The present invention is based on characterizing the Stokes parameters of electromagnetic radiation after transmission through a sheet of material, such as a paper sheet. Stokes parameters are four (4) parameters which represent a state of polarization. When measuring Stokes parameters, incident signal is typically split into four rays using a splitter such as a beam splitter, half-mirror, or filter. Each of the signal rays is given a different polarization and phase using a half-wave plate or other polarizer and a quarter-wave plate or other phase shifter, the optical components of each of the split signal rays are subjected to photoelectric conversion using photodetector elements, and computing operations are performed on the electrical signal components obtained by photoelectric conversion to obtain the Stokes parameters. Splitting of the radiation into four rays and near-simultaneous measurement of these rays under different perturbation elements (i.e. polarizer, quarter-wave plate, phase shifter) allows for essentially instantaneous measurement of the polarization state.
As known in the art, polarized radiation can be completely described by reference to the Stokes polarization parameters, or collectively as the Stokes vector. The first parameter, I, is a representation of the total intensity of the complete optical field (both polarized and unpolarized radiation). The remaining three parameters describe the polarization state of the complete optical field, i.e. in terms of linear and circular polarized radiation. As known in the art, the intensity or amplitude of unpolarized radiation remains unchanged when a polarizer is rotated, or when a retarder of some retardance value (such as that caused by paper) is introduced into the optical field, and the four (4) Stokes parameters can be applied to unpolarized radiation, partially polarized radiation and completely polarized radiation.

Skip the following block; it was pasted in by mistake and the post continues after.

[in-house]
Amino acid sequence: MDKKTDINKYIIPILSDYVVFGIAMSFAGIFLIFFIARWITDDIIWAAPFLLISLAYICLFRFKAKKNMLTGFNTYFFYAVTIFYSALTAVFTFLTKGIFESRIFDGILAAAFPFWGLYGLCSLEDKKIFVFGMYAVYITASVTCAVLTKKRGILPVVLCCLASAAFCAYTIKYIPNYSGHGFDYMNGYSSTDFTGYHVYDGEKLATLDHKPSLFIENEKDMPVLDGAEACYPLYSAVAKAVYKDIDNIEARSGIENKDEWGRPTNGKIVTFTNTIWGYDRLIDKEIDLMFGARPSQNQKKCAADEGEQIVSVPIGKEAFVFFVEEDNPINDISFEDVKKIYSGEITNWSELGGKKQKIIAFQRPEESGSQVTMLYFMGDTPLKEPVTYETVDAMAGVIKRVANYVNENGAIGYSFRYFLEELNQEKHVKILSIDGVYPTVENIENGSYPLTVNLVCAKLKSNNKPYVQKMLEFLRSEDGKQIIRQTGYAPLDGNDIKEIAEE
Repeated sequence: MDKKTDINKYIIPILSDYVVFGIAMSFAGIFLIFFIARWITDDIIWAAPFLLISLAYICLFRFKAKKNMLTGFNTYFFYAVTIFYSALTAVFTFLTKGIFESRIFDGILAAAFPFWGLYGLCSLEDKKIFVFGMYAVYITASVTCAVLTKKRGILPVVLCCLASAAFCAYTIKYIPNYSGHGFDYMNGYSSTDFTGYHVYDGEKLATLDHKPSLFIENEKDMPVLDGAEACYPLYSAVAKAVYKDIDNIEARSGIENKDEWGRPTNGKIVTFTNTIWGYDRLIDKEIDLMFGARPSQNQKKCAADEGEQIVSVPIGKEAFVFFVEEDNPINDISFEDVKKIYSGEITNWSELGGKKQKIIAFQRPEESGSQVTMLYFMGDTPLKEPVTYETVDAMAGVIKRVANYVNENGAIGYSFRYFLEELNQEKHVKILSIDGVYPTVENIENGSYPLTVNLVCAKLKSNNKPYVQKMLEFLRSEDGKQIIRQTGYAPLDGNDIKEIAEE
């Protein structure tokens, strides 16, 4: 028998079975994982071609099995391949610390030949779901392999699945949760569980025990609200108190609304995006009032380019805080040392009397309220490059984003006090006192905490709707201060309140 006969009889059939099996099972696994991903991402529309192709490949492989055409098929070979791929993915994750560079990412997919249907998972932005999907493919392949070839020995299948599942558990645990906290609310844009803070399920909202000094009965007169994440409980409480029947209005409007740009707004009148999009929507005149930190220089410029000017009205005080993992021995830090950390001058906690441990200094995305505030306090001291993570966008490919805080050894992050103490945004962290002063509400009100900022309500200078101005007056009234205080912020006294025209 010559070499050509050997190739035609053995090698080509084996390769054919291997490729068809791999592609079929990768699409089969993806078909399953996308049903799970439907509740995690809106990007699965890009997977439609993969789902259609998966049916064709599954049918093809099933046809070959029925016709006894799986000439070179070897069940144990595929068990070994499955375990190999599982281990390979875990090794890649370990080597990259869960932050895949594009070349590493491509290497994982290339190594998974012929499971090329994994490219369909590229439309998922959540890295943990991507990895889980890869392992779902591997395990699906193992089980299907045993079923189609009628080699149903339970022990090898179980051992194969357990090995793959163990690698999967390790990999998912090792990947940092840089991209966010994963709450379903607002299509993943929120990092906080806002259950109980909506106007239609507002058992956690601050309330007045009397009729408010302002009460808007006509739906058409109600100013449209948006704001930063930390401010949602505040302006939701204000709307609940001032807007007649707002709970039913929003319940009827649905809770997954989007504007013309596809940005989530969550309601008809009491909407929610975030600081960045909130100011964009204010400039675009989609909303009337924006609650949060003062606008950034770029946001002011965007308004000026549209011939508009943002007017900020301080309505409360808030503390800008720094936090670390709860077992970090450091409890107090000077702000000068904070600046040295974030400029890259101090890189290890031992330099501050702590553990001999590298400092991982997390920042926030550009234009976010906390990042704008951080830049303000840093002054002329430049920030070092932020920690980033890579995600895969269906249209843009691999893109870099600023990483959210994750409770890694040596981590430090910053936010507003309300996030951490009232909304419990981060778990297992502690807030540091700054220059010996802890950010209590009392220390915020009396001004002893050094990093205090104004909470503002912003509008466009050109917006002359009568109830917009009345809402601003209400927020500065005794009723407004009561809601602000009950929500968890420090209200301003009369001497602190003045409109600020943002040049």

The present Inventors have discovered that by characterization of the Stokes parameters the fiber orientation in a fibrous sheet, such as a paper sheet, can be determined. For the transmission measurement used the radiation needs to be substantially transmitted by the sheet material, such as paper. In the case of paper, the radiation is generally from the THz regime to the microwave. Terahertz radiation, also known as terahertz waves, or terahertz radiation, generally refers to the region of the electromagnetic spectrum between 300 gigahertz (3×1011 Hz) and 3 terahertz (3×1012 Hz), corresponding to the sub millimeter wavelength range between 1 millimeter (high-frequency edge of the microwave band) and 100 micrometers (long-wavelength edge of far-infrared radiation). Microwaves are electromagnetic waves with wavelengths longer than those of terahertz (THz) frequencies, but relatively short for radio waves. Microwaves have wavelengths approximately in the range of 30 cm (frequency=1 GHz) to 1 mm (300 GHz=3×1011 Hz). Infrared radiation may also be used. Any polarimeter can generally be used for the analysis.